BEIJING (AFP) - A Chinese state media outlet used a racist slur to criticise departing US ambassador Gary Locke in a commentary which also blamed him for Beijing's notorious pollution.
The 64-year-old became the first ethnic Chinese in the post when he was appointed in 2011, going on to gain quasi-celebrity status for his modest style and for drawing attention to China's unhealthy skies.
But Mr Locke, who left his position on Saturday, received a highly undiplomatic sendoff from the China News Service in an editorial which referred to him as a "banana", and a "guide dog" for helping a blind activist.
"He is a banana with yellow skin and a white heart", Friday's article opened by saying, calling Mr Locke's ethnicity a ploy by the United States to win Chinese hearts and minds while seeking to kick up trouble in the region.
"But the 'yellow skin' of bananas will eventually rot, not only revealing the 'white core' inside but also turning into a putrid 'black core'," the commentary said.
Mr Locke was viewed as a trailblazer in highlighting the PM 2.5 particulate matter carried in the thick blankets of smog pervading China's capital.
He presided over the introduction of PM 2.5 monitors at the US embassy and consulates around China, drawing widespread attention to the stubborn problem of pollution.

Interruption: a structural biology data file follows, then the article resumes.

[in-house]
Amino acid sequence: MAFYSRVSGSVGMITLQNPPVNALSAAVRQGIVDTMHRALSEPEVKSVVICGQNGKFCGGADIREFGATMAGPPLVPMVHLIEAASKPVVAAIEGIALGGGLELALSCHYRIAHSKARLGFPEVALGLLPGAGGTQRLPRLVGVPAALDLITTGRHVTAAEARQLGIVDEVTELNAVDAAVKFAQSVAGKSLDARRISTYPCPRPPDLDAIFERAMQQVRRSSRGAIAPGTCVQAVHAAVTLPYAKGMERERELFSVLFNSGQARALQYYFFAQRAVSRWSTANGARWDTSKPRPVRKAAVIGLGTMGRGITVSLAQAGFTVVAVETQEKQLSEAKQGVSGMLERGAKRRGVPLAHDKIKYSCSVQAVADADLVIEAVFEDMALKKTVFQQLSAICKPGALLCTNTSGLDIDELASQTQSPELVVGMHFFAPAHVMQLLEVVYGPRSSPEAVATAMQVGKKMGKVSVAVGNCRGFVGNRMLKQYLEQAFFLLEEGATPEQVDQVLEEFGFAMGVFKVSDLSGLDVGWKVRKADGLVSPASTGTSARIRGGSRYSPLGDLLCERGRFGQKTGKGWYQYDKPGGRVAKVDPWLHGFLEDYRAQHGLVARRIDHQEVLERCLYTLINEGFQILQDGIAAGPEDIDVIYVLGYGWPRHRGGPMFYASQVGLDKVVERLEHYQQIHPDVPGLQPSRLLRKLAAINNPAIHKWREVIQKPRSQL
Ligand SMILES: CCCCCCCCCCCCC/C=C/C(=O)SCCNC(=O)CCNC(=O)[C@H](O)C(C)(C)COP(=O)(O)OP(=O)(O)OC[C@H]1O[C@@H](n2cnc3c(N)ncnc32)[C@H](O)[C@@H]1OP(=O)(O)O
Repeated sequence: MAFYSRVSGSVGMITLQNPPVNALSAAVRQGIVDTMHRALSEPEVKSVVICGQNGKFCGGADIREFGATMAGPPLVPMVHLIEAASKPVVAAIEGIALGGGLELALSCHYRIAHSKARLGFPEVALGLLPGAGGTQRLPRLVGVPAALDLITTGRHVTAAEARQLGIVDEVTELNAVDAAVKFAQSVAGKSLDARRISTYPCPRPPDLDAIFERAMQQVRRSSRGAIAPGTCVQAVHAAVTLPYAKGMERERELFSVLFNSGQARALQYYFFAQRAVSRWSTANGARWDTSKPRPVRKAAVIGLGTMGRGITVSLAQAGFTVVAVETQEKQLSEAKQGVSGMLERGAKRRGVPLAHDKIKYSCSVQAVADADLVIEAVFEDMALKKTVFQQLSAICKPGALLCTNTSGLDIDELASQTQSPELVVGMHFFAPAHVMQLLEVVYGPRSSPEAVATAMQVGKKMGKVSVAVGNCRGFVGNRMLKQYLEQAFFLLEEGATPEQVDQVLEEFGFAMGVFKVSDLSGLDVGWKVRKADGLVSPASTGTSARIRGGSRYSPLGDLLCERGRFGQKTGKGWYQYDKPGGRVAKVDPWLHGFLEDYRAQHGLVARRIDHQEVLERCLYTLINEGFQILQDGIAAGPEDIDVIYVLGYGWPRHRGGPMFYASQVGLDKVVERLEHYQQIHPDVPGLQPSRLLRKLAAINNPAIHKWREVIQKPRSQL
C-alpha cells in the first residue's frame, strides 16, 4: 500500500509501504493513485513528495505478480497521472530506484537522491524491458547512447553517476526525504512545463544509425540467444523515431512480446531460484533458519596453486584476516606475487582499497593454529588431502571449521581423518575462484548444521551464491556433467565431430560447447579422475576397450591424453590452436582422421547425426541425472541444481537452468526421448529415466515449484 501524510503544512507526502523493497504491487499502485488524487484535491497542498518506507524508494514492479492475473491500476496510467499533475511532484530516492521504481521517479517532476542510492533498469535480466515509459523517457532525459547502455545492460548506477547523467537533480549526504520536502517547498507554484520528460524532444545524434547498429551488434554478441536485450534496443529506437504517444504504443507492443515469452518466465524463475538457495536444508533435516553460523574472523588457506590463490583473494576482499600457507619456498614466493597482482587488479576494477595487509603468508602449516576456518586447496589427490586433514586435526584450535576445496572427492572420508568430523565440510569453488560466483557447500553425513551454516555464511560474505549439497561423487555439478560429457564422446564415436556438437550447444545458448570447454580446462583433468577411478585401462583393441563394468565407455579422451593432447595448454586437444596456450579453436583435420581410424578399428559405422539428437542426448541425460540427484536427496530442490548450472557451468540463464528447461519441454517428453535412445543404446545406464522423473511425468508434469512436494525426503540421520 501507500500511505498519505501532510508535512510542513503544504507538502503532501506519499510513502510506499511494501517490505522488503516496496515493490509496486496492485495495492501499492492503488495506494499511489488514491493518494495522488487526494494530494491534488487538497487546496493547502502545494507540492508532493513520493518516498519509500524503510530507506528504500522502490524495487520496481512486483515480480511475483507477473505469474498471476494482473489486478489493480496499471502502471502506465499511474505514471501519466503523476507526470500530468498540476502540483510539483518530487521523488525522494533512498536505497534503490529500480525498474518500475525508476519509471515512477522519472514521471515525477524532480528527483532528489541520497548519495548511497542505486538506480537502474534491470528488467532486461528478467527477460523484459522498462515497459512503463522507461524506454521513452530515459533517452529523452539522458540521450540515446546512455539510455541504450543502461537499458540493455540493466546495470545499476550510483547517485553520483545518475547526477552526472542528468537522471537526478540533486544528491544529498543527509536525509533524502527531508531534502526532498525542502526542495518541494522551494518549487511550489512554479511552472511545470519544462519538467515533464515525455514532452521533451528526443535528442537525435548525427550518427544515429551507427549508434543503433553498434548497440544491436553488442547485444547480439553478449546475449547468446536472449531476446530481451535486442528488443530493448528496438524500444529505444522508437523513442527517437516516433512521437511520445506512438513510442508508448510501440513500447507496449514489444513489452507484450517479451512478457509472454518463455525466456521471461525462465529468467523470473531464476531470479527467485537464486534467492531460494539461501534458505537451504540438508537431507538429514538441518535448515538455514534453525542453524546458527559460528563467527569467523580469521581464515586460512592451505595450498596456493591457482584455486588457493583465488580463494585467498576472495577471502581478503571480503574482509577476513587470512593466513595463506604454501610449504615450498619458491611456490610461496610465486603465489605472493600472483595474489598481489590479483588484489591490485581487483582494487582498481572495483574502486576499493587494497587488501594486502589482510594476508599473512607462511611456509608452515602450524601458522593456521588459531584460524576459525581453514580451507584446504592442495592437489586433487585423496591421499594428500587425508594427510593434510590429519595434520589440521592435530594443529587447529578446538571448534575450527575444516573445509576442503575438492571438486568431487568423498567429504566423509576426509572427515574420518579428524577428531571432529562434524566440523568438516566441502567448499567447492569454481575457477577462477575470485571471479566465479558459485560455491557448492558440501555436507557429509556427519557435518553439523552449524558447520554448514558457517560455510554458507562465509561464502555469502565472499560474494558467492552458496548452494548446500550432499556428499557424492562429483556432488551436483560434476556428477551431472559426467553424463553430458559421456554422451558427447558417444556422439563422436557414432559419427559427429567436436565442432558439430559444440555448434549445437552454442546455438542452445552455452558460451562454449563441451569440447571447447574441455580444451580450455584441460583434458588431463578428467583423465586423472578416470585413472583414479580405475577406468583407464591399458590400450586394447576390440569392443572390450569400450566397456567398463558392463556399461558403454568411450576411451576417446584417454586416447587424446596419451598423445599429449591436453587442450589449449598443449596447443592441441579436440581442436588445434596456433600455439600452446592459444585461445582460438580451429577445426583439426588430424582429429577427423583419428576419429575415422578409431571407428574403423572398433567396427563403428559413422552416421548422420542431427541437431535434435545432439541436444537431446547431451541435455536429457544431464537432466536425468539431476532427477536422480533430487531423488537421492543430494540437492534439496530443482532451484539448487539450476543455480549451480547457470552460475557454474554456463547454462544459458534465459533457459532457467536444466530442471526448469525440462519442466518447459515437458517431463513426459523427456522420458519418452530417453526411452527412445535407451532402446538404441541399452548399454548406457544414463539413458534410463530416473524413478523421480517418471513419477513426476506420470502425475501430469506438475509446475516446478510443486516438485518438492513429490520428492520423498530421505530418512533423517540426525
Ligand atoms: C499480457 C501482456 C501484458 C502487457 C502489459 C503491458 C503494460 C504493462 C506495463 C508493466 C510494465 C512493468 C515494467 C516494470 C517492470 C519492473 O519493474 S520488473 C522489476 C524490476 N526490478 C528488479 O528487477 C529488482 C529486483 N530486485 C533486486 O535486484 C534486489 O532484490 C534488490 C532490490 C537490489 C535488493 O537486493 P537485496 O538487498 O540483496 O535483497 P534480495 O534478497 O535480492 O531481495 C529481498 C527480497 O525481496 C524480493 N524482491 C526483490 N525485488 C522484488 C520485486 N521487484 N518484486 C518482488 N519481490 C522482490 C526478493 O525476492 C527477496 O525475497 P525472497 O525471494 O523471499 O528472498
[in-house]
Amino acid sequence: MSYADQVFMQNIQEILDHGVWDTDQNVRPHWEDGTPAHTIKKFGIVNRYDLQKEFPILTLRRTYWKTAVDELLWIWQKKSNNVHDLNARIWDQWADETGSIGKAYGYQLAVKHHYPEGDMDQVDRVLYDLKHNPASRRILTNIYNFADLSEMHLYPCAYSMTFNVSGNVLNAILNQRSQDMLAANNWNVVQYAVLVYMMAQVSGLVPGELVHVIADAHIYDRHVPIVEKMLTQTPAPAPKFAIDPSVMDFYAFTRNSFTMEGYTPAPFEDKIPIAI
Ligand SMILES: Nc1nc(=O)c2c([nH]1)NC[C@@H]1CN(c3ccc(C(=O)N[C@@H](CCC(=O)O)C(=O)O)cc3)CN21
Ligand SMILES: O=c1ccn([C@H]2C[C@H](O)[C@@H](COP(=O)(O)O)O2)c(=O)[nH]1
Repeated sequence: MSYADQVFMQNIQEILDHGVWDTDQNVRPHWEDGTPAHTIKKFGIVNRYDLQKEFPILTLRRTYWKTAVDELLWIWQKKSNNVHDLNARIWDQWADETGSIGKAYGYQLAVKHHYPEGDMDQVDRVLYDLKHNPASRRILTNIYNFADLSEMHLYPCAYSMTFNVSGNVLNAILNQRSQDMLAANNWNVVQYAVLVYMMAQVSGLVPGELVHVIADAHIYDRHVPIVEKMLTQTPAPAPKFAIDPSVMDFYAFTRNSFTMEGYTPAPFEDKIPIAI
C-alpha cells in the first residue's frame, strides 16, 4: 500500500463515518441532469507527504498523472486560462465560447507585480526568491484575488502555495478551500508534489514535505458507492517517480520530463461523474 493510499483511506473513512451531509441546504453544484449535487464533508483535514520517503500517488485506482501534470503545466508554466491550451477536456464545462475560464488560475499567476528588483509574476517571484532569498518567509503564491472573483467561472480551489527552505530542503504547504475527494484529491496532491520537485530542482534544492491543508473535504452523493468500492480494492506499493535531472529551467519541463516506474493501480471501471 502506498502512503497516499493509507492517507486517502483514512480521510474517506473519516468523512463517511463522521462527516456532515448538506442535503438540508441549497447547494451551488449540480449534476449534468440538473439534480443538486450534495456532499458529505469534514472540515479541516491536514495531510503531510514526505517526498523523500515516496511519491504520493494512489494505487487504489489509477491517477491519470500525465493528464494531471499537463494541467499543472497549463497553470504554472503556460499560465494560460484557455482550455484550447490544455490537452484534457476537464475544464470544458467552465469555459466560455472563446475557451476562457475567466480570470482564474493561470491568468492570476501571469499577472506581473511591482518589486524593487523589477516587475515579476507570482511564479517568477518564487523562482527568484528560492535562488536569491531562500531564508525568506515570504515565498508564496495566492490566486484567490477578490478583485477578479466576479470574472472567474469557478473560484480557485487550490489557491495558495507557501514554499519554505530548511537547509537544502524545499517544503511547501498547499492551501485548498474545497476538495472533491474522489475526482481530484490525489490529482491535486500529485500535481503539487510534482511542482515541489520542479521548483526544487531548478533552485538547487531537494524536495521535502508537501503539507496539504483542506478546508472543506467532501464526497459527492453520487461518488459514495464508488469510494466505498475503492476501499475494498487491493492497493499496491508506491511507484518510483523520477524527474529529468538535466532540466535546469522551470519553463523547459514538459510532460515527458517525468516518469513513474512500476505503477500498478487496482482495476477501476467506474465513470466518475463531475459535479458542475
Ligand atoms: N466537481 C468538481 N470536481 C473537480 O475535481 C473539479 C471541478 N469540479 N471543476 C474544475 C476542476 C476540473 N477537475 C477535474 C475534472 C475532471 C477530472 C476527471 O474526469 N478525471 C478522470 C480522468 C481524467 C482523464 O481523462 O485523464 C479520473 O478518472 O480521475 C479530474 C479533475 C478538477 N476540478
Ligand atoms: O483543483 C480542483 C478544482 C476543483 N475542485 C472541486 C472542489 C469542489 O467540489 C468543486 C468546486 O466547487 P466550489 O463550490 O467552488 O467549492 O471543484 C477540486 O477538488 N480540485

But the official agency wrote that "once Locke arrived, so did the Beijing smog".
It also scorned Mr Locke's image as an unpretentious official known for carrying his own luggage and using a regular car in contrast to his Chinese counterparts.
Citing unnamed foreign media outlets, the commentary accused him of luxuriating in a US$100 million (S$126.7 million) official residence and travelling in a fancy bullet-proof vehicle.
The editorial also derided him as a "guide dog" for assisting blind activist Chen Guangcheng in 2012.
Mr Chen sought shelter in the US embassy after escaping house arrest in nearby Shandong province before being allowed to go to America with his family.
Many Chinese social media users, however, criticised the essay and defended Mr Locke.
"He took concrete steps to show us what our officials are really like. He taught Chinese people about PM 2.5 and the truth behind it... and ultimately spurred the Chinese government to confront the issue of smog," said writer Guo Jingming.
Another commentator rejected the essay as "a breach of truth, breach of logic, breach of ethics, breach of civilised behaviour and breach of diplomatic etiquette, and makes it hard to believe this country has thousands of years of civilisation".
In a farewell news conference on Thursday, Mr Locke highlighted the embassy's role in raising awareness about air quality, among other accomplishments, and urged China to improve its human rights record.
He described himself as "proud of my Chinese heritage" but also "thoroughly American" and "proud of the great values that America has brought to the entire world".
Chinese foreign ministry spokesman Hua Chunying gave a more measured response on Mr Locke's tenure, saying this week he had "made some positive contributions to cooperation between China and the US".